#4 Too Much Fat and Dairy: A common mistake when starting the ketogenic diet or low-carb is the tendency to add copious amounts of fat and dairy. Neither of these foods are inherently bad, they just add up quickly. You should not fear fat from a nutritional standpoint, in fact it’s essential and can be helpful to weight loss as it’s very satiating. You just need to be mindful of the amount of fats (oils, butter, ghee, etc) you’re adding to coffee and other food products. It may also be helpful to cut back on dairy if you tend to be heavy handed in this area as well.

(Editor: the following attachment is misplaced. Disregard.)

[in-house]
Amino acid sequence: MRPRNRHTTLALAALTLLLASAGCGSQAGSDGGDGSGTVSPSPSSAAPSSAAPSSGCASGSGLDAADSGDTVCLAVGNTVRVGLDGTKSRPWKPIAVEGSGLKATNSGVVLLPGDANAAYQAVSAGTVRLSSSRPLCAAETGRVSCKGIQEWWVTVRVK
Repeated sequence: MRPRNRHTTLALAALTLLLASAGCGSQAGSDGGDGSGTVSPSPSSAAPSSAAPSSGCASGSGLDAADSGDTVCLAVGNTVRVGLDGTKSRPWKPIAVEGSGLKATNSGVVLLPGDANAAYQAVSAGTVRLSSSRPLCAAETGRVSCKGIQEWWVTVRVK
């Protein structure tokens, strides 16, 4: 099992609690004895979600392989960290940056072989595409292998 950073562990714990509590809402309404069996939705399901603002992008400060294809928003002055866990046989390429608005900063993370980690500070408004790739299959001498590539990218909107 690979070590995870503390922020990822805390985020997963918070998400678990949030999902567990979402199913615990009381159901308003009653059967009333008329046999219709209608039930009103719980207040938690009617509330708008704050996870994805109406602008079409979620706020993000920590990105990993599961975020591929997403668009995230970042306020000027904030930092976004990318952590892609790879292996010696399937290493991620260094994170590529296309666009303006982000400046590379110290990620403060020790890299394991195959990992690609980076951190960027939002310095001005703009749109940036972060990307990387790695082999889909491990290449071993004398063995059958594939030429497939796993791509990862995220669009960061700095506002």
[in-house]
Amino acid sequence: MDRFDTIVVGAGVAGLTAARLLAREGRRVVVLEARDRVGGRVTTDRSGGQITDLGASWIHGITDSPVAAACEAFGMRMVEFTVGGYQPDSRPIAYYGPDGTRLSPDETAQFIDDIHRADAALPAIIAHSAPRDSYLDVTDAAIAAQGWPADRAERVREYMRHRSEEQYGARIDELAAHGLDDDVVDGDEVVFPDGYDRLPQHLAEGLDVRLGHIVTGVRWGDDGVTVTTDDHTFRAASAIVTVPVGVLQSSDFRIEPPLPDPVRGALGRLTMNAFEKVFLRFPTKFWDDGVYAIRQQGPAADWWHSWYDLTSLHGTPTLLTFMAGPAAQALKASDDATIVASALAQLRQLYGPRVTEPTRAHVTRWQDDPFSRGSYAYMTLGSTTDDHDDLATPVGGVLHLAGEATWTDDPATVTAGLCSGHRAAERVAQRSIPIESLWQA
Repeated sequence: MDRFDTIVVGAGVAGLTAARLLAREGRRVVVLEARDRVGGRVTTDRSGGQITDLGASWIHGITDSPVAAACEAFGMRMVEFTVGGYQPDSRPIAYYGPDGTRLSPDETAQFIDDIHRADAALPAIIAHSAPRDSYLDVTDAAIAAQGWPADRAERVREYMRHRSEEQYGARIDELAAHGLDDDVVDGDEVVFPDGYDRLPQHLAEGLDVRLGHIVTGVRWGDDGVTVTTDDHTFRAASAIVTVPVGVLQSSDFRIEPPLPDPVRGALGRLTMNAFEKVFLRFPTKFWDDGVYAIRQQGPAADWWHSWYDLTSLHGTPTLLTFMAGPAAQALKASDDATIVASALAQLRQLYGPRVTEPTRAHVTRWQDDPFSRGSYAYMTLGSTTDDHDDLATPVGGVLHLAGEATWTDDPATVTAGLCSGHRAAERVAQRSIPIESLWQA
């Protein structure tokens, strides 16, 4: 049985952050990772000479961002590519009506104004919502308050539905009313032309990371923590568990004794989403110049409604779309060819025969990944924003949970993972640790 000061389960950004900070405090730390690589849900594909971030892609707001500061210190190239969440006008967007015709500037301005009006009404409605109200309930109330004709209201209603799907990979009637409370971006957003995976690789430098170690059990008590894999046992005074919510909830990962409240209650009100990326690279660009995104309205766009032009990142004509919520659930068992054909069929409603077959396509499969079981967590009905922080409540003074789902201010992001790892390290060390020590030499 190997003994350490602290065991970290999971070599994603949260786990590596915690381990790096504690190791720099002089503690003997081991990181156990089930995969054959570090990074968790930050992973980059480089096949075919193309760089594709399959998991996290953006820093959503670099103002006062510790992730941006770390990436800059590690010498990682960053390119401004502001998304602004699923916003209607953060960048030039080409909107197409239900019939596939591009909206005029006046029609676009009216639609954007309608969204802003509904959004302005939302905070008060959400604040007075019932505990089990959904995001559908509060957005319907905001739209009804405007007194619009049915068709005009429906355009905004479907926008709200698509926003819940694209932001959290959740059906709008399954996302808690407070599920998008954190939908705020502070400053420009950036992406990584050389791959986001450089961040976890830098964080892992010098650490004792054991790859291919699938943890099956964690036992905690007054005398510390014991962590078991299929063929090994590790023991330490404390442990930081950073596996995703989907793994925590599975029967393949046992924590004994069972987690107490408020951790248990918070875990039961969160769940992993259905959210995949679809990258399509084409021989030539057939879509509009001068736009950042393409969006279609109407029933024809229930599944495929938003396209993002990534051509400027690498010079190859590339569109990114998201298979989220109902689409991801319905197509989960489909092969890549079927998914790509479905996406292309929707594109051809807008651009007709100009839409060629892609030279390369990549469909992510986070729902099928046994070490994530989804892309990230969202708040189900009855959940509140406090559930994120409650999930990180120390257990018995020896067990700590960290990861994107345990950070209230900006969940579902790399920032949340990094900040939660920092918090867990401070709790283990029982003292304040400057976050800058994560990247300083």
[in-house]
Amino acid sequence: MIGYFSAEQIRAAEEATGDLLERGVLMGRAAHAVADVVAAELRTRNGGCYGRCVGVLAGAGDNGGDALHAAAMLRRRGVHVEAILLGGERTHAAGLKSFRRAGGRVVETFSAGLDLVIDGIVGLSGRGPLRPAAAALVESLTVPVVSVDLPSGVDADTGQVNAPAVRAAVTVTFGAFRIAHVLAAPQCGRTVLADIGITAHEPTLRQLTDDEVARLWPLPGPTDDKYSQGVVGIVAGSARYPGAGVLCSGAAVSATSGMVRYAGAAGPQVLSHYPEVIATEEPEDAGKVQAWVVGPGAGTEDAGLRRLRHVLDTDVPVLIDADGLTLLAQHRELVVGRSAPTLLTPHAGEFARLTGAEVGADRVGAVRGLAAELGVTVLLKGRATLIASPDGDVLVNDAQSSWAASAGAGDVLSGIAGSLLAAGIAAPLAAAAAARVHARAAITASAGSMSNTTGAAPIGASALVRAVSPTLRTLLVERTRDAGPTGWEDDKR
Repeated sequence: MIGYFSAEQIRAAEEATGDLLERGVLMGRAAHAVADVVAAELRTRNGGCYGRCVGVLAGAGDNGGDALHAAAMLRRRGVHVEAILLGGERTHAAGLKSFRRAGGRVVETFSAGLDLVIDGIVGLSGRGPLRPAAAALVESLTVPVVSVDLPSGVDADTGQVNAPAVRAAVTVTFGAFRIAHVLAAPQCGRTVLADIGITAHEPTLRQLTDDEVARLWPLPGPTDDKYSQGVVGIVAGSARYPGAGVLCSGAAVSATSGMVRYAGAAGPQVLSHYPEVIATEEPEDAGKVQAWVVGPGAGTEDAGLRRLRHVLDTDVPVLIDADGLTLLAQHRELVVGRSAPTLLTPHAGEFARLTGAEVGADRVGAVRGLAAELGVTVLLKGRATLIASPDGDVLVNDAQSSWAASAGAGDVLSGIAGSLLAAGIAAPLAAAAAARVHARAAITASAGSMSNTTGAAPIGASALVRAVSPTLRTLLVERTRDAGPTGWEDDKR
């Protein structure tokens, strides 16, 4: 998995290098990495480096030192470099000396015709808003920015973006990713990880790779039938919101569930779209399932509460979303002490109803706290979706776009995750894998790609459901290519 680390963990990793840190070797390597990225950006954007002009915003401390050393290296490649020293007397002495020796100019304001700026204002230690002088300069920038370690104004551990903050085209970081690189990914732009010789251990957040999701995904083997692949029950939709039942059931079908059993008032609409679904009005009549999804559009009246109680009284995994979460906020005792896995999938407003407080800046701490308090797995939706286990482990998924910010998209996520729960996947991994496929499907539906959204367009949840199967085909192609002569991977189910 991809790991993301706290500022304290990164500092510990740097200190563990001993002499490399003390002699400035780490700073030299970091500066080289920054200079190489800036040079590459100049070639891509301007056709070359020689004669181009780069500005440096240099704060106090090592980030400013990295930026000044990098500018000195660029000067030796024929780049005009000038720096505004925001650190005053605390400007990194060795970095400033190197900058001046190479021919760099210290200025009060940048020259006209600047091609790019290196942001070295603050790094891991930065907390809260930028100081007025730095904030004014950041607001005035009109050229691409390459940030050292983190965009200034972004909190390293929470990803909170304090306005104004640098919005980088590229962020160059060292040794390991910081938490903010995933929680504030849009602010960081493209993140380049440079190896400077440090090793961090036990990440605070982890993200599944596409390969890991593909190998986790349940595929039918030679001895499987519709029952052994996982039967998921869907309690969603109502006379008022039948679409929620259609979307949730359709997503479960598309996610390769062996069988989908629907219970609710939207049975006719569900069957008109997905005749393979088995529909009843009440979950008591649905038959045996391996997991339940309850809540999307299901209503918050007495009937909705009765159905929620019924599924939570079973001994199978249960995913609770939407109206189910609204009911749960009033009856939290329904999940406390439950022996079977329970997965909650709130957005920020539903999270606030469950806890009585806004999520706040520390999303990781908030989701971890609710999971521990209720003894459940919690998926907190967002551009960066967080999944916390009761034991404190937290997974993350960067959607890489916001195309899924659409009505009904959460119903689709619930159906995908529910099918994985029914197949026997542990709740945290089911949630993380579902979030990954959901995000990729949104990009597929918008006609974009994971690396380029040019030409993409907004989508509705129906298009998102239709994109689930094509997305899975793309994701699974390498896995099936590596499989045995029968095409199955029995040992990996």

#5 Eating Low-Fat or “Diet Foods”: These processed food items are often filled with sugar to help improve their taste as flavor is lost with elimination of fat. They’re marketed as low-fat and low-calorie, but contain high amounts of sugar that promote insulin resistance.

#6 Constant Snacking: Contrary to popular belief, you really should not need to spend your whole day snacking. If you’re constantly feeling the urge to snack, it would be beneficial to take a look at your meals and make sure they’re built with enough protein, fat and fiber. It may also be helpful to understand if the need to snack is coming from emotions or boredom. Research shows that sticking to just two or three meals a day has better long term outcomes when reducing inflammation and weight gain [6, 7].